I would strongly recommend picking up a book on cover letters to get some ideas. Wendy Enelow and Louise Kursmark have a great book on cover letters (Cover Letter Magic), and there are many examples in their book that are great for freelancers as well as job seekers. Experiment with different styles and see which ones get more replies, you don't have to just send out one. Maybe be brave and do something unconventional in one and in another keep it more traditional.

Do your best to personalize your message as much as possible. Do a little background search on each agency. Did the agency recently land a contract with an important organization? Mention it in the first paragraph and how your work could help them. Mention how their work lines up with your own (based on specializations or other factors). This will certainly make you stand out from the crowd, although it does take a bit more work.

DO highlight your most relevant qualifications in the body of the email. Don't make someone read four paragraphs to find out critical information such as your language pairs, your native language and how you became bilingual, your areas of specialization, your CAT tools, etc. Be very straightforward with this.

DO pay careful attention to what the agencies request on their websites. Some agencies are very specific about what they would like you to include in the email and sometimes even specifying what the exact subject of the email should be. Pay attention and do what they want! If they say you must send rate information, your email will likely be discarded if you choose not to.

As the others have mentioned, brevity is of the utmost importance. And not only brevity of the overall letter - shorter sentences can be very powerful, as can short paragraphs. Know that however interesting it is for you to read your own cover letter, someone else has much, MUCH less patience for all the fluff. So keep it to the point and add a little fluff ONLY if it will somehow make your message more memorable.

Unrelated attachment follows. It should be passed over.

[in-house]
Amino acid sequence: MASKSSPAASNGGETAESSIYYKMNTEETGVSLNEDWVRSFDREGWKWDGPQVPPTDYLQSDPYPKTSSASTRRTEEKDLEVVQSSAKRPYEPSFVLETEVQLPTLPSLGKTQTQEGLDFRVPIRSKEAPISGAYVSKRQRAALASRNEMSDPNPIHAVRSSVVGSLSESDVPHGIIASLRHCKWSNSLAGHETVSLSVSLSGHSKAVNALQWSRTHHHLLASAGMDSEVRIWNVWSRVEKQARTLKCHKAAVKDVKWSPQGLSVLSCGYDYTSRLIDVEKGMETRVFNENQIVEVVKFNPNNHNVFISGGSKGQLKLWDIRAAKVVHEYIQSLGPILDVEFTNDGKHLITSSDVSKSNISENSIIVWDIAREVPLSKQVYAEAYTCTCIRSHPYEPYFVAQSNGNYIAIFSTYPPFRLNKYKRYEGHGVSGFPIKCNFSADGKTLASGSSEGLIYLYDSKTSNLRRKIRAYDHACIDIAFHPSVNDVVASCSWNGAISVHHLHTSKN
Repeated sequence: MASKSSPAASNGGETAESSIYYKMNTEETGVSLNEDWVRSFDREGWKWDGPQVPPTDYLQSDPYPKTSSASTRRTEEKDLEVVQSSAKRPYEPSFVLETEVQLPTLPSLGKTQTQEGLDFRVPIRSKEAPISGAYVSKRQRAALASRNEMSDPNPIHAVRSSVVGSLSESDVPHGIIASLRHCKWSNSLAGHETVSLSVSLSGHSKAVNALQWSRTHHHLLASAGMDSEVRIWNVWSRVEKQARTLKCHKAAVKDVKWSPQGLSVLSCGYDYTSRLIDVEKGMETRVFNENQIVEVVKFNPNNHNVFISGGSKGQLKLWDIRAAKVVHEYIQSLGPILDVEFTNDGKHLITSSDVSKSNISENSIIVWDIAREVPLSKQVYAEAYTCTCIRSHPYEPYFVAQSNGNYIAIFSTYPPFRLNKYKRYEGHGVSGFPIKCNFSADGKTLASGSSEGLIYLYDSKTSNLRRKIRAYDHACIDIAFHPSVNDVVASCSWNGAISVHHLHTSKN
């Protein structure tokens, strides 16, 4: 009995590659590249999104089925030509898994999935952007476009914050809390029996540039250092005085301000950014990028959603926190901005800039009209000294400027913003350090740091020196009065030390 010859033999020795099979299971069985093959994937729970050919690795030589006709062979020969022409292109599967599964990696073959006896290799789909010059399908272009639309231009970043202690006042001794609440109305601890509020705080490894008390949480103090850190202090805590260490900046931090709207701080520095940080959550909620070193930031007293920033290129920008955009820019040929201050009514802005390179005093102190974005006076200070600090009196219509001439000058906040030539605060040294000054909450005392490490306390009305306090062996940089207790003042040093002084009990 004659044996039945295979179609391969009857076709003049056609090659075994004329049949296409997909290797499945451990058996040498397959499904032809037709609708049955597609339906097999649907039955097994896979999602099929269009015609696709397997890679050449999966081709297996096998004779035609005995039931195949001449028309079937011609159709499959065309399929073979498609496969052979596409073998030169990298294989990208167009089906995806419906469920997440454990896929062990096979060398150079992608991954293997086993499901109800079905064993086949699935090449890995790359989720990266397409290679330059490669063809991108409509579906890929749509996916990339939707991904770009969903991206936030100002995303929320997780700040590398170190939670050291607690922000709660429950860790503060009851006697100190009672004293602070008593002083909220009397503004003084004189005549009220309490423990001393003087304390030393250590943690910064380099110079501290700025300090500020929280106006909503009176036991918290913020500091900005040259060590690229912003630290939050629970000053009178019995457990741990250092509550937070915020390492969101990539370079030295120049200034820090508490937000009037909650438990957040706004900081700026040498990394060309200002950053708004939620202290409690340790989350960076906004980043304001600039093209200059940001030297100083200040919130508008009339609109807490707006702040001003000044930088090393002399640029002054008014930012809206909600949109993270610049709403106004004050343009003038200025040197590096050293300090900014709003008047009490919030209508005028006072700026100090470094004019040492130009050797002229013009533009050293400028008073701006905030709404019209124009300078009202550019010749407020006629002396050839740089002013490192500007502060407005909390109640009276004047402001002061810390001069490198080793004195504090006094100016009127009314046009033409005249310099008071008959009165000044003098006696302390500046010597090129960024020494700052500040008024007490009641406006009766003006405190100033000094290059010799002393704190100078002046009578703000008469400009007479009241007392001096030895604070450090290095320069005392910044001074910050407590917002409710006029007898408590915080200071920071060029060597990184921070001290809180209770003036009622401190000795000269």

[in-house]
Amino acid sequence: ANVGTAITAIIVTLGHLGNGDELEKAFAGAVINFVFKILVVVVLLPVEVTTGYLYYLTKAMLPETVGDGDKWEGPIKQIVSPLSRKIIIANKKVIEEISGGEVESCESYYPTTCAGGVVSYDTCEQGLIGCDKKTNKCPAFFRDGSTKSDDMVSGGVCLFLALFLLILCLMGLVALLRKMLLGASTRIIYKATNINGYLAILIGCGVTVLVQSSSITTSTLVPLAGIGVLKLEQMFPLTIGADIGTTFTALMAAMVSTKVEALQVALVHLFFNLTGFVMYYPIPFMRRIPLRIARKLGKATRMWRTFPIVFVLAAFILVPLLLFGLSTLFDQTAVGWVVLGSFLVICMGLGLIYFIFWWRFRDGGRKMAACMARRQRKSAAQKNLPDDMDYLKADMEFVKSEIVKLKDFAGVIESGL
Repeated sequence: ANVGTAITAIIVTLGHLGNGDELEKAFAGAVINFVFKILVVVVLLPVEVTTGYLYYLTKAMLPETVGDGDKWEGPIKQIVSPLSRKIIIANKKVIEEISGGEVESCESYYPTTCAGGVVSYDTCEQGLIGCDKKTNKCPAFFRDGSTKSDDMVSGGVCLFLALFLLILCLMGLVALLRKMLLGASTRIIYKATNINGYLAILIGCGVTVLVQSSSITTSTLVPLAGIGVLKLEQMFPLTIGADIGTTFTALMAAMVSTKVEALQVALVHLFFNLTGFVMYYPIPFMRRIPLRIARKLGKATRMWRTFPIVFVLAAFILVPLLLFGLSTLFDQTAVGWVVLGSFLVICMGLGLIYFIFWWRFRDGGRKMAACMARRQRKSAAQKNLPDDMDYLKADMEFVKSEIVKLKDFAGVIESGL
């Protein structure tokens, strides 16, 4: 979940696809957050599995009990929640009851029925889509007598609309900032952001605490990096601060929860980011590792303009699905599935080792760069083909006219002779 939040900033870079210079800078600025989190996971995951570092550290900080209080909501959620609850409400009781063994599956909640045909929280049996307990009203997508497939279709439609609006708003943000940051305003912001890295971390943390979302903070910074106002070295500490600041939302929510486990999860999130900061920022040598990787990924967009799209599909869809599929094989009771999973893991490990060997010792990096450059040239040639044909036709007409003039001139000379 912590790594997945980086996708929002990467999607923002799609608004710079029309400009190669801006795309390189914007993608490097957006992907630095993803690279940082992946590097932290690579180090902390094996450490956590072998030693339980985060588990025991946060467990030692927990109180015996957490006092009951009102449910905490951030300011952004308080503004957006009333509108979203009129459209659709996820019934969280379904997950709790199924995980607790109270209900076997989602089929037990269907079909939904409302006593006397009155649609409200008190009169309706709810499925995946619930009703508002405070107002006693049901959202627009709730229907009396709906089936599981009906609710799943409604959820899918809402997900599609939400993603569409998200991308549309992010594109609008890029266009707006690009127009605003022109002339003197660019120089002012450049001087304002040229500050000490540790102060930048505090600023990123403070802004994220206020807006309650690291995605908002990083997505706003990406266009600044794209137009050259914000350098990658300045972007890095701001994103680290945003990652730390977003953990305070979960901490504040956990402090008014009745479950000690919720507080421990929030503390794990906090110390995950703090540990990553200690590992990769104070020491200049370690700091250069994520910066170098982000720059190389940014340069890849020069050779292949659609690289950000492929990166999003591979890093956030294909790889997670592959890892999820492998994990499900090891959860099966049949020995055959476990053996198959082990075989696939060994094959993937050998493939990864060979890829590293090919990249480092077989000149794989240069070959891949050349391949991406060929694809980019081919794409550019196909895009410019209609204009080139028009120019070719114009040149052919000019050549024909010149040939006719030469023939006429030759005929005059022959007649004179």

Best of luck!


Riccardo Schiaffino  Identity Verified
United States
Local time: 22:46
Member (2003)
English to Italian
+ ...
Cover letter errors Jan 21, 2014

If you are a translator and are sending out your message to your prospects, hoping to get more work or new customers, please note that sending out a message without specifying to whom it is addressed ensures that your message is treated as spam.

Here are some tips you might find useful to increase your chances of success:

1) Research your prospects: find out who they are, and (especially) to whom your message should be addressed. If most of your prospects are translation companies, find out if contacting them by e-mail is the way they prefer to be contacted by new translators: many translation companies would prefer you to fill out a form on their website. If that is their preferred way to collect information from freelancers, usually contacting them by e-mail instead is a waste of time.
2) Research your prospects (2): find out what kind of translations they do, and what they need specifically. This will help you craft a more targeted (and more successful message): for a translation company it is much more interesting to receive a message that says “I’m an English into Italian translator with a degree in mechanical engineering and over ten years’ experience translating maintenance manuals for naval turbines” than a generic “I translate from English French, German and Portuguese into Italian”.
3) The Subject of your e-mail message should be brief and to the point, e.g. “English > Italian translator with 10 years of experience, specialized in mechanical engineering”
4) Your e-mail message should be brief and written very carefully (if it is written in a language that is not your native one, I recommend you have a native speaker edit it), and its purpose should be to entice your prospect in opening your résumé
5) Don’t say that you translate from your native language into a foreign one. Doing so ensure you will be treated as an amateur.
6) If you are one of those rare people who are native speakers of more than one language (true bilingual), do say so, but be prepared to indicate how exactly you came to be a true bilingual (“I travelled and studied in X country” won’t do, but “My mother is English, my father Italian, each only speaks to me in their native language, and, while living in Italy, I studied from first grade through high school in an international school where most classes were taught in English” might)